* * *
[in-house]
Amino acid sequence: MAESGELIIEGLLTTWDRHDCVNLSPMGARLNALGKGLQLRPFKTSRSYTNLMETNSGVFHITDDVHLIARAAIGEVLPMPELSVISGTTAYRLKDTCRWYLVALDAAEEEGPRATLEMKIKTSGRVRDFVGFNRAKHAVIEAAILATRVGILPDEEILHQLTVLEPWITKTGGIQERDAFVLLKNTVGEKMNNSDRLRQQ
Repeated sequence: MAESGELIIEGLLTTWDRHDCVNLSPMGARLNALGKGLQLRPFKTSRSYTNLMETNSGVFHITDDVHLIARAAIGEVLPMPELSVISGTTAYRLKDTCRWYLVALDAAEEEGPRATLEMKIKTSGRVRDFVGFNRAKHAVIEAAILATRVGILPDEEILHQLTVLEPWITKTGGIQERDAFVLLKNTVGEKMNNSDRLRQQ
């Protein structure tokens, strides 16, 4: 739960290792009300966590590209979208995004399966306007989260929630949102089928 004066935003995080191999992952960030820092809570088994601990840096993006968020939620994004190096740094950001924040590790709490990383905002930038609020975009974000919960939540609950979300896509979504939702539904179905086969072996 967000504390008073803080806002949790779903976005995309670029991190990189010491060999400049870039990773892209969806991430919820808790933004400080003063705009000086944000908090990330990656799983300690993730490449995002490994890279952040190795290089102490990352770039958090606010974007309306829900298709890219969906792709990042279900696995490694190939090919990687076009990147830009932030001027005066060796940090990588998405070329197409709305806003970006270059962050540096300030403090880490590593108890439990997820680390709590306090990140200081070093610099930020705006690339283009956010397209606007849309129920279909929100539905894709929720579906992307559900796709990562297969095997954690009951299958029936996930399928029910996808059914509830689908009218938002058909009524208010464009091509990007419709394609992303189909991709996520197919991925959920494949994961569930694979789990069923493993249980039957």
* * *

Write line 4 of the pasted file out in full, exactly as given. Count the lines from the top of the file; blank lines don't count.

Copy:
């Protein structure tokens, strides 16, 4: 739960290792009300966590590209979208995004399966306007989260929630949102089928 004066935003995080191999992952960030820092809570088994601990840096993006968020939620994004190096740094950001924040590790709490990383905002930038609020975009974000919960939540609950979300896509979504939702539904179905086969072996 967000504390008073803080806002949790779903976005995309670029991190990189010491060999400049870039990773892209969806991430919820808790933004400080003063705009000086944000908090990330990656799983300690993730490449995002490994890279952040190795290089102490990352770039958090606010974007309306829900298709890219969906792709990042279900696995490694190939090919990687076009990147830009932030001027005066060796940090990588998405070329197409709305806003970006270059962050540096300030403090880490590593108890439990997820680390709590306090990140200081070093610099930020705006690339283009956010397209606007849309129920279909929100539905894709929720579906992307559900796709990562297969095997954690009951299958029936996930399928029910996808059914509830689908009218938002058909009524208010464009091509990007419709394609992303189909991709996520197919991925959920494949994961569930694979789990069923493993249980039957």